Perfidious Albion

I’ve just emerged from another Sunday morning appointment with the politicians on the TV, accompanied by my only real constant each week, a plate of the kippers that do get my vote (and maintain consistently his satisfaction levels). This week, we really are in the thick of it with the Tory leadership contest, the revelations from Michael Gove about past cocaine use, and trying to come to terms with the very real possibility that Boris Johnson could be our next Prime Minister.

It’s about power – and today, an unsightly race to the top.

As if it couldn’t get any worse, this particular broadcaster served up interviews with Esther McVey and Barry Gardiner, and seriously expected viewers to swallow the proposition that Gove taking cocaine in his 30s could somehow be explained away by him as a ‘mistake’?  The words he was using were somehow expecting us to accept the ‘line’ that it happened when he was ‘very young’ – and that that it was a ‘mistake’ (surely, using it in error when he thought it was salt would have been a ‘mistake’?). Surely his cocaine use was a deliberate choice of a mature man, not a mistake?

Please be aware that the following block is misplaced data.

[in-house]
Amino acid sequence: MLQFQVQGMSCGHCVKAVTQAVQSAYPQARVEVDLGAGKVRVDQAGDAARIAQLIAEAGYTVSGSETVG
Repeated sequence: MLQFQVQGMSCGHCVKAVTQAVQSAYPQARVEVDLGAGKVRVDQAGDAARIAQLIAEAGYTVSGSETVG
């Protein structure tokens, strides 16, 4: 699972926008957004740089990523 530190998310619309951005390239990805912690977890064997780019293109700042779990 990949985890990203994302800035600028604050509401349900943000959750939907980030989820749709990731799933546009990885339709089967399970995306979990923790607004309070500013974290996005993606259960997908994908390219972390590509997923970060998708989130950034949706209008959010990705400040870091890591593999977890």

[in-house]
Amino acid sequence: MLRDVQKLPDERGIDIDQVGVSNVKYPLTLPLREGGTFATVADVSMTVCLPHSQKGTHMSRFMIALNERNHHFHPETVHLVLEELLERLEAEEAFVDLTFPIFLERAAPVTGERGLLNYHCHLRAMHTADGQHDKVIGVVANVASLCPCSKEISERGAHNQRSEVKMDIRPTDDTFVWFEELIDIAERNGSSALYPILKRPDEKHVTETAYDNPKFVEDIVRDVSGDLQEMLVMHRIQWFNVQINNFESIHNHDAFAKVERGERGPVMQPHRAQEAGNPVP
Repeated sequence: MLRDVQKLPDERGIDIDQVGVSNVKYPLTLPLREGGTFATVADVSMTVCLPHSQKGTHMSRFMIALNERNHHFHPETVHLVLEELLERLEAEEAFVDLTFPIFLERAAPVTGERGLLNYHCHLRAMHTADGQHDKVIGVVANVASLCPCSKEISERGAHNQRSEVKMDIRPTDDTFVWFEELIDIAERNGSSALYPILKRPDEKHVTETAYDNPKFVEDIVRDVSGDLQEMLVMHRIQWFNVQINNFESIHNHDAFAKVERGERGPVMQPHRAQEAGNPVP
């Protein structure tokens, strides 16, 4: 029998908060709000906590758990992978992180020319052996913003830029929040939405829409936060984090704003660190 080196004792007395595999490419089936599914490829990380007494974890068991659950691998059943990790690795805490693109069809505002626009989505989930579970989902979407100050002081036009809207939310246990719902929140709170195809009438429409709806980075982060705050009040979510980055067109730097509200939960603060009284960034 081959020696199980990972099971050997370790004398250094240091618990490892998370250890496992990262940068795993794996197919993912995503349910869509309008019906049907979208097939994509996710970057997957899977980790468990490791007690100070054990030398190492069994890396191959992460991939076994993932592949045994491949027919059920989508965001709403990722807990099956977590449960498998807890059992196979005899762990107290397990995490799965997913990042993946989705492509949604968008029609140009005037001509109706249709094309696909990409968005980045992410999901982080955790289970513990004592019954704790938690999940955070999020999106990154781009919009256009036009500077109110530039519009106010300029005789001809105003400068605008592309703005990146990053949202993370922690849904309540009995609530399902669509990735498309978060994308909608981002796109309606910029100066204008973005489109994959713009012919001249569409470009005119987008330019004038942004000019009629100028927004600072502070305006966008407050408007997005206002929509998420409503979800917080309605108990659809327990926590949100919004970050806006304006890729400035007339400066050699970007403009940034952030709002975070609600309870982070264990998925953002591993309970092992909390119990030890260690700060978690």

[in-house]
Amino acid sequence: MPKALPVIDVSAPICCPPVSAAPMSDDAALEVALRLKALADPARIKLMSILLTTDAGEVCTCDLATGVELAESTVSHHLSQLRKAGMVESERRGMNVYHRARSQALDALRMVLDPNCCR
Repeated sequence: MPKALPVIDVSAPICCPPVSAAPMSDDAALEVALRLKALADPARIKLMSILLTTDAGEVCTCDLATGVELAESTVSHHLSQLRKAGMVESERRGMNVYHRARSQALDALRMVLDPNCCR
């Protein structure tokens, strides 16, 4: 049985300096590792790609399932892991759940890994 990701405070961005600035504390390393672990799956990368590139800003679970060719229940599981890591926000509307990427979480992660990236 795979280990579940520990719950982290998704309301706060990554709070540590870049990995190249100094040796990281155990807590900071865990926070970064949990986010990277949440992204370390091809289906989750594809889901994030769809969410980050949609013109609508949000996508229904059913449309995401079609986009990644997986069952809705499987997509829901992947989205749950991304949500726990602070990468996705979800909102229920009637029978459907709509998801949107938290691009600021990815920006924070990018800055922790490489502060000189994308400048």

I am in total agreement with the position Gove is asking to take – for second chances. I am a big supporter of drugs reform.  But he is expecting us to swallow this, when at the exact same time as he was partaking, he was advocating opposite positions. Politics is nothing if it is not personal not virtual, and watching the dreadful circus performance that is politics today, served up by the likes of McVey, Gardiner and Gove, it is no wonder we have the rise of the likes of the Brexit Party. I support ‘Remain’ to my core. To watch these pantomime moves makes my insides groan, and I see how populism is being fuelled.